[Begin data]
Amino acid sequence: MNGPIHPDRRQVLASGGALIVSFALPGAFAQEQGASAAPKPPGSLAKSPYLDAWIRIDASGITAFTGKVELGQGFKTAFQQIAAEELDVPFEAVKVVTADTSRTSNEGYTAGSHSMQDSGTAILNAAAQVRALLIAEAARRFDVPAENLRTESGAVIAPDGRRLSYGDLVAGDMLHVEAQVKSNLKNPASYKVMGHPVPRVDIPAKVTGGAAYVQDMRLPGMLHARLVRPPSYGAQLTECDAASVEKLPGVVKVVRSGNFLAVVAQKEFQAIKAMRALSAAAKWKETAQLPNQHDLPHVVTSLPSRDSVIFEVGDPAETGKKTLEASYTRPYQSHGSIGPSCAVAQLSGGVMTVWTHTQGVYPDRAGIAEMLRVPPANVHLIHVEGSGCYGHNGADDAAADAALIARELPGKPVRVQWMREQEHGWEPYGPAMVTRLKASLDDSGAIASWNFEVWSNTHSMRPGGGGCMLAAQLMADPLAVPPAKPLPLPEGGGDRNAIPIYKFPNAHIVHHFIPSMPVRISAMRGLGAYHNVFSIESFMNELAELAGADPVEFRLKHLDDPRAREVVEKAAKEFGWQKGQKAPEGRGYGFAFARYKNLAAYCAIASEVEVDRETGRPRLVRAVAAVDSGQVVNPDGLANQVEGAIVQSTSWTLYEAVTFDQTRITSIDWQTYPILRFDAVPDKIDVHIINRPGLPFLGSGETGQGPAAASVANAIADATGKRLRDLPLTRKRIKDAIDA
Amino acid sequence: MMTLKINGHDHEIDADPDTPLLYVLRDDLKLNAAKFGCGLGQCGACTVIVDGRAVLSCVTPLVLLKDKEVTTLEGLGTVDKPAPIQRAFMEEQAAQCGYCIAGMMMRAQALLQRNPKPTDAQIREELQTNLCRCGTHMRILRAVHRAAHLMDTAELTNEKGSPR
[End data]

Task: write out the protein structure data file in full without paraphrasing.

Amino acid sequence: MNGPIHPDRRQVLASGGALIVSFALPGAFAQEQGASAAPKPPGSLAKSPYLDAWIRIDASGITAFTGKVELGQGFKTAFQQIAAEELDVPFEAVKVVTADTSRTSNEGYTAGSHSMQDSGTAILNAAAQVRALLIAEAARRFDVPAENLRTESGAVIAPDGRRLSYGDLVAGDMLHVEAQVKSNLKNPASYKVMGHPVPRVDIPAKVTGGAAYVQDMRLPGMLHARLVRPPSYGAQLTECDAASVEKLPGVVKVVRSGNFLAVVAQKEFQAIKAMRALSAAAKWKETAQLPNQHDLPHVVTSLPSRDSVIFEVGDPAETGKKTLEASYTRPYQSHGSIGPSCAVAQLSGGVMTVWTHTQGVYPDRAGIAEMLRVPPANVHLIHVEGSGCYGHNGADDAAADAALIARELPGKPVRVQWMREQEHGWEPYGPAMVTRLKASLDDSGAIASWNFEVWSNTHSMRPGGGGCMLAAQLMADPLAVPPAKPLPLPEGGGDRNAIPIYKFPNAHIVHHFIPSMPVRISAMRGLGAYHNVFSIESFMNELAELAGADPVEFRLKHLDDPRAREVVEKAAKEFGWQKGQKAPEGRGYGFAFARYKNLAAYCAIASEVEVDRETGRPRLVRAVAAVDSGQVVNPDGLANQVEGAIVQSTSWTLYEAVTFDQTRITSIDWQTYPILRFDAVPDKIDVHIINRPGLPFLGSGETGQGPAAASVANAIADATGKRLRDLPLTRKRIKDAIDA
Amino acid sequence: MMTLKINGHDHEIDADPDTPLLYVLRDDLKLNAAKFGCGLGQCGACTVIVDGRAVLSCVTPLVLLKDKEVTTLEGLGTVDKPAPIQRAFMEEQAAQCGYCIAGMMMRAQALLQRNPKPTDAQIREELQTNLCRCGTHMRILRAVHRAAHLMDTAELTNEKGSPR